All hail Ellen Andersson, the best sort of blasphemous resurrection. The audacious Swedish jazz singer with the voice of tissue paper enrobing a jewel is probably the best representation of new jazz coming out of Europe and a more than fitting successor to Billie Holiday.
On her new album, I’ll Be Seeing You, with guitarist Anton Forsberg, bassist Hannes Jonsson, and drummer Sebastian Brydniak, Andersson surpasses Lady Day’s unconventional, contrarian style.
Those who found Holiday’s later affectations — the oddly placed, exaggerated upturns in an otherwise depressing set list — a bit much will find the right mix in Andersson, a noticeable improvement.
Andersson doesn’t merely cover jazz standards note for note, or self-indulgently rely on posturing to get away with pages of morose wailing. She flexes her own intuitive, smart standards on nine mixed tracks made famous long ago by famous jazz people.
The tracks vary in mood, from upbeat and playful (“Au Privave,” “Everything I Love”) to somber (“Smile,” “Gloomy Sunday”), so she’s not one-note either.
Her voice carries an entire band, whether she’s confidently out there scatting entire numbers or wryly commenting on the status of fluctuating love by flighty suitors on the mercurial strength of her lyrical voice alone.
At other times, she melts into the rhythm, becoming one with the one instrument that doesn’t appear much in the standard, intimate jazz of vocals, bass, drums: the horn section.
An All About Jazz music critic wrote Oct. 24, 2016 that Andersson is trying too hard to be Lady Day. But that’s unfair and inaccurate, the second she eases into the comfort zone of “Gloomy Sunday” — arguably the best track on the album.
The difference this time, Andersson interrupts the Lady Day standard correctly, with the right amount of pathos and emotional truth. Where Lady Day sang her songs of heartbreak to death, leaving room for nothing else, Andersson lets her naturally textured voice break through the doom and gloom for much-needed, human perspective and her own personality. She smartly uses her breath, her phrasing, and her instincts to evoke a feeling that touches on these things that make a “Gloomy Sunday” without getting mired in the muck.
Unlike Lady Day, Andersson does this with an openness in a voice that maintains a spritely, clear aura of intention, sharing, accessible, and above all else, pure. She never goes too far, ever mindful of letting the musicality stir the pot of emotions she holds in check — far more effective than laying everything out there.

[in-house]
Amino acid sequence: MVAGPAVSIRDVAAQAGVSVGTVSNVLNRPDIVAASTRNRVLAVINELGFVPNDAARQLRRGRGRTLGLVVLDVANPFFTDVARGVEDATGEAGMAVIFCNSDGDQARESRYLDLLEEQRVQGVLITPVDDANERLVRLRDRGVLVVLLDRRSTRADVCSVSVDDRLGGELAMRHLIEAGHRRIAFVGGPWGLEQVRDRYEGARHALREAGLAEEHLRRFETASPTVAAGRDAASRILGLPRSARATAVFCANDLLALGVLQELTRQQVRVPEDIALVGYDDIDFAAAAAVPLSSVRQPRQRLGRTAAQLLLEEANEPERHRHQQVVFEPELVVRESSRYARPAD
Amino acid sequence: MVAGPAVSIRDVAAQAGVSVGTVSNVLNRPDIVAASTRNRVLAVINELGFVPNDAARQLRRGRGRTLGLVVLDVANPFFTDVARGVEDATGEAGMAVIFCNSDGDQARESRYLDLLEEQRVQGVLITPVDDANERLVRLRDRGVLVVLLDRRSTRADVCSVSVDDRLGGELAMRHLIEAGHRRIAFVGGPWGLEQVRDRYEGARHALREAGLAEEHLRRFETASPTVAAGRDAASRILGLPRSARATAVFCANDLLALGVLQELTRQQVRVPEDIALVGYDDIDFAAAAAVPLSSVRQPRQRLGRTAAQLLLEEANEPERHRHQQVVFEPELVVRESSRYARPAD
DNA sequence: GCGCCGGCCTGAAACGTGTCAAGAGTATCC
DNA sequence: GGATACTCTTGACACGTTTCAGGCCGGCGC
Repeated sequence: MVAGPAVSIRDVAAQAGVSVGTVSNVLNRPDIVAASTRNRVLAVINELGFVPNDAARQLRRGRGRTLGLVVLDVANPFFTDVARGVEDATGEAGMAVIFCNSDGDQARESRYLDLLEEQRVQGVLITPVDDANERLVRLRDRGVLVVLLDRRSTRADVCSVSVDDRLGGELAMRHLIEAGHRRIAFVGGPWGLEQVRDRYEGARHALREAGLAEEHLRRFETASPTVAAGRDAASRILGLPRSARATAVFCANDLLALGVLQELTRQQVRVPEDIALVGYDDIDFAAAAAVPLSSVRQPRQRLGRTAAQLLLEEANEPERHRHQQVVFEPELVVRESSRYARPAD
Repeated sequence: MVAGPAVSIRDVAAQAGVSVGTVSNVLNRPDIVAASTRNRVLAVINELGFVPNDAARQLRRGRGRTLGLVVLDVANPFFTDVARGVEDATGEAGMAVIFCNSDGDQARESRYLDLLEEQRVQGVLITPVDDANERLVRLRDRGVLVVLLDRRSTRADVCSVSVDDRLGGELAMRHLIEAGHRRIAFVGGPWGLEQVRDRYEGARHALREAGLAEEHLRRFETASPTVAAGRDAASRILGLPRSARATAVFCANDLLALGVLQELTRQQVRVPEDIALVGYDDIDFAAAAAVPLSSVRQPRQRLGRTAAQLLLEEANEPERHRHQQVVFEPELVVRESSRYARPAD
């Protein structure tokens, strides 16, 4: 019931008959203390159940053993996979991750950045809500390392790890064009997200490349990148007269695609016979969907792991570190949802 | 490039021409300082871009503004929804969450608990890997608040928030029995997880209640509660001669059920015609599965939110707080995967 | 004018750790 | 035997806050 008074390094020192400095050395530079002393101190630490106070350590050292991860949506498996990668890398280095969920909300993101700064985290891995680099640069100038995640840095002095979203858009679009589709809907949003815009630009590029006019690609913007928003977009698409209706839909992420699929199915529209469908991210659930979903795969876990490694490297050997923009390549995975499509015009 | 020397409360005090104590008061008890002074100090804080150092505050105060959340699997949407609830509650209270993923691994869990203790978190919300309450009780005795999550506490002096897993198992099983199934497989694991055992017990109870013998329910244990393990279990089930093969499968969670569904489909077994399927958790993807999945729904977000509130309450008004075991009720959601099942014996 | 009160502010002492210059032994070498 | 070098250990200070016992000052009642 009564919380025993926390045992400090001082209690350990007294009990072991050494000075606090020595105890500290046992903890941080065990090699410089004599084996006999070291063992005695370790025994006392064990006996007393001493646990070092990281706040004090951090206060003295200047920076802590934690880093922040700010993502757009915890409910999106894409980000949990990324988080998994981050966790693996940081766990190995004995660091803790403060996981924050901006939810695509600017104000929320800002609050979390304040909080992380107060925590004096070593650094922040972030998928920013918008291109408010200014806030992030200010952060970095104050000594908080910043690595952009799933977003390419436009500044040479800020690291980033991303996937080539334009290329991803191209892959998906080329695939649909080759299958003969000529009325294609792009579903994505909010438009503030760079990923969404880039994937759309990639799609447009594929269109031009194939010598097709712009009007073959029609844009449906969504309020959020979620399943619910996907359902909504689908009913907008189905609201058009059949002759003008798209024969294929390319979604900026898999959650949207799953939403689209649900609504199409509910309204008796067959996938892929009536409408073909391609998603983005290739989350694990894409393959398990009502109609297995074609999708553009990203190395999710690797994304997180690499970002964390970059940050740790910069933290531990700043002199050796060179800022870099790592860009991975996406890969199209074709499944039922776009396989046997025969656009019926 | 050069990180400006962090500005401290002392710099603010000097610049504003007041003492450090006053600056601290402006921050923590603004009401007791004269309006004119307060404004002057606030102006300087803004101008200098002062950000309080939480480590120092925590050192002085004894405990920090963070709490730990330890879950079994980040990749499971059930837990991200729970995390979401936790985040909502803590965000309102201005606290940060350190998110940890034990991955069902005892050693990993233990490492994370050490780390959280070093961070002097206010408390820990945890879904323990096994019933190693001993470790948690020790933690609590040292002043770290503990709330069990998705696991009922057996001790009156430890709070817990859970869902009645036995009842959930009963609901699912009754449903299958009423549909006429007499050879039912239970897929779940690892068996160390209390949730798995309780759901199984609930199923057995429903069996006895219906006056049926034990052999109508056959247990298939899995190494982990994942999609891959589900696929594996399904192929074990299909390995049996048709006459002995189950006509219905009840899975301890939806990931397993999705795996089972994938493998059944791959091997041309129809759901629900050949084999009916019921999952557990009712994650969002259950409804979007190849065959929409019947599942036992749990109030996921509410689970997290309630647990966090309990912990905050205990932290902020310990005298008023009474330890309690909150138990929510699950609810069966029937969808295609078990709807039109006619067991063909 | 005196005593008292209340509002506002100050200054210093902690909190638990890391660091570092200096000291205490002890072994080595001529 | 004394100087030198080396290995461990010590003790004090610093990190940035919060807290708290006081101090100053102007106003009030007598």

Her scatting here is also impeccably in tune with the emotions barely bubbling over the surface.
Andersson’s scatting is so catchy in itself that you don’t really need to hear anything else.
In “Au Privave,” she could literally carry this tune on her scat, it’s so rhythmic. But that’s what the scintillating drumming’s for. Brydniak and the bassist, Jonsson, do their job well as the wind beneath her wings.
“I’ll Be Seeing You” showcases her innate sense of timing, blending her vocal instrument with the other musicians, and that confident scatting.
Her quartet reinvigorates this oft-covered standard into something spectacular and new.
Andersson immediately locks onto the pulse of the cover from the first note acapella until the guitar then bass and cymbal-scintillating drums slink in, understating the obvious, billowing the tones and the cues.
The way she randomly reshapes the vowels to suit her quirky whimsy will have you coming back for more. She can hold a note almost better than a trumpet player signing off, shifting into second gear from forever. Then, you can hear her slow intake of breath, which is as meaningful as her singing voice, as many sensitive flugelhornists in the style of the late Art Farmer understand all too well.
As on “‘S Wonderful,” she fearlessly scats in a forward motion up front and in your face, quite a feat. Scatting involves a thorough knowledge of every turn of events in the chord structure, then throwing that away to match the pitch and frequency on a parallel course toward the divine — and making it all look easy.
She wouldn’t dream of hiding behind the tones of the horn or the back beat of the rhythm section. Her phrasing emphasizes the highs and lows where she deems necessary; it’s as if she’s all alone and we’re imagining a band.
I’ll Be Seeing You features a winning combination of Andersson’s contextual Lady Day inflections, superb, personalized phrasing, and musical instrumentation on voice, as well as huge dollops of straight-ahead jazz goodness from the band.
Bassist Hannes Jonsson outdoes himself on “‘S Wonderful” and “Au Privave,” along with the drummer, Sebastian Brydniak. They counter and support Andersson’s crinkly tissue paper voice smartly.
Alto saxophonist Oilly Wallace and guitarist Anton Forsberg layer in a firm foundation of disquiet fronting “A Day In The Life Of A Fool” for Andersson to have her way with. More than halfway in, Wallace returns to complicate the matter with his tangled, seductive maze of a solo.
Wallace memorably appears in another Lady Day tune, “I Cried For You,” the last song on the record.
With guitarist/co-producer Forsberg barely there, keeping loose track and Wallace glowing on sax, Andersson assuredly sings through Lady Day’s abject abandon with a sense of self through willowy, wistful vocals, alternating between the question and the silky answers, lingering on a breath that could branch off into its own bonus track.
Trumpeter Peter Asplund also guest stars on three tracks, lavishing the record with his control and majestic tone.
The Ellen Andersson Quartet’s I’ll Be Seeing You came out last year on Prophone Records.